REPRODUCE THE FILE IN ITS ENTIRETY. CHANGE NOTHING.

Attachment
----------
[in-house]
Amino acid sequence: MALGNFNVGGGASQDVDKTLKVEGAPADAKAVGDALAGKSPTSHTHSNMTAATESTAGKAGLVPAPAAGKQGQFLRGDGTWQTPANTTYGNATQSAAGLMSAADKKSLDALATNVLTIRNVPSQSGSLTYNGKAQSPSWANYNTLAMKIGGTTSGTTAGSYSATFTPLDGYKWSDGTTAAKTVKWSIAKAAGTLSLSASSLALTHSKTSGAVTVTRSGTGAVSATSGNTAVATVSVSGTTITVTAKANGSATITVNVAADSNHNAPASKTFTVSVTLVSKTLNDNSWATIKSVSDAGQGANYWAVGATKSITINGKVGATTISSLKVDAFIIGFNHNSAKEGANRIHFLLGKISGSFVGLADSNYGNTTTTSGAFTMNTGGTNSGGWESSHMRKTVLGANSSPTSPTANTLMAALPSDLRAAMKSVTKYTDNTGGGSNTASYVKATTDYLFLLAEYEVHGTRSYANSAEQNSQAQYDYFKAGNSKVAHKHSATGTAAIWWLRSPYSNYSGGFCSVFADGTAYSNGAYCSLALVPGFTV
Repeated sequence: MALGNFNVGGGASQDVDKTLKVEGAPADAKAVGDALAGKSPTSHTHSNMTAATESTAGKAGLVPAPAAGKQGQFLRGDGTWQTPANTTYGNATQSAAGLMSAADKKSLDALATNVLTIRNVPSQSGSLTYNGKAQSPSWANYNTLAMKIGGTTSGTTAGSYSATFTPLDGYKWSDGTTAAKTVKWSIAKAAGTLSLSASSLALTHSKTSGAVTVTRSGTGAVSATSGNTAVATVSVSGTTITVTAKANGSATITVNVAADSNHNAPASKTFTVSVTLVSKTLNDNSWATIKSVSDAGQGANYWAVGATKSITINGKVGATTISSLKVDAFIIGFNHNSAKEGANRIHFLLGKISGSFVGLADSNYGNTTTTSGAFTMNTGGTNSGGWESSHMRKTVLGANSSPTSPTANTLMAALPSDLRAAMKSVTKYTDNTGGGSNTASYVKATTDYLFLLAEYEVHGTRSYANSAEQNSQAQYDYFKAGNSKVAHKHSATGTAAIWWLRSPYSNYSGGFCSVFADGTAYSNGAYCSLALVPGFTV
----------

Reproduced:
[in-house]
Amino acid sequence: MALGNFNVGGGASQDVDKTLKVEGAPADAKAVGDALAGKSPTSHTHSNMTAATESTAGKAGLVPAPAAGKQGQFLRGDGTWQTPANTTYGNATQSAAGLMSAADKKSLDALATNVLTIRNVPSQSGSLTYNGKAQSPSWANYNTLAMKIGGTTSGTTAGSYSATFTPLDGYKWSDGTTAAKTVKWSIAKAAGTLSLSASSLALTHSKTSGAVTVTRSGTGAVSATSGNTAVATVSVSGTTITVTAKANGSATITVNVAADSNHNAPASKTFTVSVTLVSKTLNDNSWATIKSVSDAGQGANYWAVGATKSITINGKVGATTISSLKVDAFIIGFNHNSAKEGANRIHFLLGKISGSFVGLADSNYGNTTTTSGAFTMNTGGTNSGGWESSHMRKTVLGANSSPTSPTANTLMAALPSDLRAAMKSVTKYTDNTGGGSNTASYVKATTDYLFLLAEYEVHGTRSYANSAEQNSQAQYDYFKAGNSKVAHKHSATGTAAIWWLRSPYSNYSGGFCSVFADGTAYSNGAYCSLALVPGFTV
Repeated sequence: MALGNFNVGGGASQDVDKTLKVEGAPADAKAVGDALAGKSPTSHTHSNMTAATESTAGKAGLVPAPAAGKQGQFLRGDGTWQTPANTTYGNATQSAAGLMSAADKKSLDALATNVLTIRNVPSQSGSLTYNGKAQSPSWANYNTLAMKIGGTTSGTTAGSYSATFTPLDGYKWSDGTTAAKTVKWSIAKAAGTLSLSASSLALTHSKTSGAVTVTRSGTGAVSATSGNTAVATVSVSGTTITVTAKANGSATITVNVAADSNHNAPASKTFTVSVTLVSKTLNDNSWATIKSVSDAGQGANYWAVGATKSITINGKVGATTISSLKVDAFIIGFNHNSAKEGANRIHFLLGKISGSFVGLADSNYGNTTTTSGAFTMNTGGTNSGGWESSHMRKTVLGANSSPTSPTANTLMAALPSDLRAAMKSVTKYTDNTGGGSNTASYVKATTDYLFLLAEYEVHGTRSYANSAEQNSQAQYDYFKAGNSKVAHKHSATGTAAIWWLRSPYSNYSGGFCSVFADGTAYSNGAYCSLALVPGFTV